Nottingham is a rapidly changing and growing city.
Anyone who has visited the area around the train station in recent months will know this transformation is already well under way.
But what will the next decade hold for our vibrant, exciting and developing city?
There is a huge number of extensive and complex development projects set to fundamentally change the city over the coming years.
Some are already being built, others in the works – and some are a few years off yet.
Whichever way you look at it – the landscape of the city and the lives of those living in it will be very different a decade from now.
There are £2 billion worth of developments planned over half a square mile, and whole new neighbourhoods in the pipeline.
In this special report, we have analysed a host of those major projects, and spoken to the major players, in a bid to take a closer look at how Nottingham could look in 10 years’ time.
The simultaneous rebuilding of the shopping centre, bus station, car park and new central library will be both the centrepiece and catalyst of the whole south side regeneration project, city planners hope.
Bus Station, car park and new Central Library
The much-maligned concrete edifice which was the Broadmarsh bus station is now no more, and work is well under way to build its replacement.
As of August 2019, contractors Galliford Try are pile driving the foundations into the ground stone, ready for the steel frame to be placed on top.
A large part of the building had to be redesigned to accommodate the new Central Library, after a decision was made to move it from Angel Row.
City council bosses hope it will become the ‘best children’s library in the country’.
The car park itself will have 1,397 parking spaces – almost 250 more than in the previous car park, and there will be electric charging points on each floor.
Together with the shopping centre redevelopment across the road, the city council hopes 3,000 new jobs will be created.
D2N2 – the regional governmental body which promotes the area – has invested £25.3 million in the project, and says it will be a “significant driver in attracting inward investment and supporting strong growth within the city and surrounding region.”
Opposite the new bus station, several shops have had significant make-overs, after Heritage Lottery funding was secured.
Cost: £55 million. Complete: Early 2021
Intu Broadmarsh shopping centre
Like its concrete former neighbour, no-one had much love for the old Broadmarsh shopping centre, with its bizarre ‘sails’ and an entrance to the city centre which more resembled a glorified patio door.
Rather than replace like with like, the new Intu Broadmarsh will be as much a destination as it is a shopping centre, with permission for a new multi-screen cinema, bowling alley and late-night licences for bars and restaurants.
The roads around it are changing too. Collin Street, which bisects the bus station and the shopping centre, will become pedestrianised.
Most of Canal Street will be for buses only, with cars only able to drive to and from the new Broadmarsh car park.
Cost: circa £86m. Complete: Summer 2021
Key to bringing new tourists to the city and capitalising on the world-famous Robin Hood is the castle redevelopment.
Even its staunchest defenders will concede the castle had looked down on its luck for years.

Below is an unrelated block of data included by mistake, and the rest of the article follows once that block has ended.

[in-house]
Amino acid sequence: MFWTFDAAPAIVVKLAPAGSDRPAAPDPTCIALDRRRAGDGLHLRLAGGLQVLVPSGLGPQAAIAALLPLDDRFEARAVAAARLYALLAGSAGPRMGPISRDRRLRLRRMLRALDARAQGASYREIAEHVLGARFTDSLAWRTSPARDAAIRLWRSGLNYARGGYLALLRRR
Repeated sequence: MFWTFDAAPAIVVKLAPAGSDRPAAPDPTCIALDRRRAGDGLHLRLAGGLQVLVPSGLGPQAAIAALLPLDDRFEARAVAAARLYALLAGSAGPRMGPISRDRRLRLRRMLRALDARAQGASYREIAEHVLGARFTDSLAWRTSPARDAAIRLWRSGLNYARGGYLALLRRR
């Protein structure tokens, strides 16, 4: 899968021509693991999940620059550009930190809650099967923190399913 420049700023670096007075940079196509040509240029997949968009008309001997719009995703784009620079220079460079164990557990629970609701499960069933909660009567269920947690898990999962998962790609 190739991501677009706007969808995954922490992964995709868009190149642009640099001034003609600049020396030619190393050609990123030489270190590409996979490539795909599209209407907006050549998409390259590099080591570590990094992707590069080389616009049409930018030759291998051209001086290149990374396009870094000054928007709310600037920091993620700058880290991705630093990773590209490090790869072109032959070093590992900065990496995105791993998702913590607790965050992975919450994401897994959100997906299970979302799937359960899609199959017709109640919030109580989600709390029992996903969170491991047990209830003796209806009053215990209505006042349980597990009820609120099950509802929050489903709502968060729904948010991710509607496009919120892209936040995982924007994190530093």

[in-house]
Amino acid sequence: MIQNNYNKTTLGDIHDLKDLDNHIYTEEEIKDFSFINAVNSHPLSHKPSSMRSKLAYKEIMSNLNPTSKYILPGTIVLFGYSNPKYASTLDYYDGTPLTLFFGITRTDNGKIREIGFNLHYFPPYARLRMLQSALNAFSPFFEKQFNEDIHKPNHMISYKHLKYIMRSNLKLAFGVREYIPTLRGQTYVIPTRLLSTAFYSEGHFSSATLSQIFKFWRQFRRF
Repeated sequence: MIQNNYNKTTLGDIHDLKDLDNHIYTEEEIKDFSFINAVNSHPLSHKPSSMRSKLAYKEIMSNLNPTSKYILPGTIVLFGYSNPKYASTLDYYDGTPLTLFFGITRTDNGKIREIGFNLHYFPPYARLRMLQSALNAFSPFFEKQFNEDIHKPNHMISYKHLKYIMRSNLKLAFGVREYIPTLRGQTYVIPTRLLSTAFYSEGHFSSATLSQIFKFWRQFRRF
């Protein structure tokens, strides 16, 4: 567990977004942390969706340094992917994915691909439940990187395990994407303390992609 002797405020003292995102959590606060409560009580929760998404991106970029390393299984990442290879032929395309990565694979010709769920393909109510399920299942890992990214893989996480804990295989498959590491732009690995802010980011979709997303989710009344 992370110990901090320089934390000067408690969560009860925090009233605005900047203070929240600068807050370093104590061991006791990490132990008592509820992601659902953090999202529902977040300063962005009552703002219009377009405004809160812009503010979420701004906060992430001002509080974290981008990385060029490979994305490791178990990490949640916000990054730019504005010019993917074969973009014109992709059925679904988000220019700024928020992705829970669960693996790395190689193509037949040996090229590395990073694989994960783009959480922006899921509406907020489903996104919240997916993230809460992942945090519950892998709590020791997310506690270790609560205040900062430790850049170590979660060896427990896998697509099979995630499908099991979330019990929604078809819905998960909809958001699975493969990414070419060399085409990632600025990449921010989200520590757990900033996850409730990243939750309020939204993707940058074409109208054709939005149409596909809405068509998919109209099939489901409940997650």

But rather than having it torn down for a third time (the first was in 1649 and the second in 1831), vast amounts of scaffolding currently adorn the third incarnation on the 1000-year-old site.
The new chief executive Sara Blair-Manning has said she hopes to make it one of the top tourist attractions in the country, bringing in thousands of visitors every day.
Interactive and high-tech exhibits will tell the story of Robin Hood as well as explaining the part played by the people of Nottingham in the 17th-century English Civil War.
More than £7 million in funding for the project has come from local enterprise partnership D2N2.
Cost: £30 million. Complete: Late 2020
Nottingham College City Hub
As the centrepiece for the newly-merged Central College and New College Nottingham, the City Hub is expected to be one of the first of the major new buildings to be finished.
The main steel frame of the building is in place, and it will soon house a new performing arts centre, student retail space, café and training restaurant and bar.
This summer, brickwork students are being given work experience and apprenticeships on site, while other students will be able to get experience in heating, electrics, plastering, painting and decorating, as the building progresses.
At £30 million, this is D2N2’s largest investment in the East Midlands, although the overall cost is much higher.
Cost: £58 million. Complete: September 2020
Once the City Hub is complete, the city council will come into possession of the current Maid Marian Way campus.
Still in the early phases of development, it is anticipated this will be a mixed-use development, with some homes, some cafes and bars, and a considerable amount of new public space.
Cost: Unknown. Complete: Unknown
A large new block for 320 high-end student flats, on a narrow plot of land between the canal and Station Street, with the entrance where the old job centre was, next to the Hopkinson building.
This is well under way, with several storeys of the new building complete, and a section of Station Street currently closed to pedestrians to allow the construction traffic to access the site.
Cost: £24 million. Complete: Unknown
11 Station Street
This top-end, Grade A office block will see 50,000sq feet of work space, including roof terraces, open-plan offices and car parking.
Cost: £15 million. Complete: Construction expected to start imminently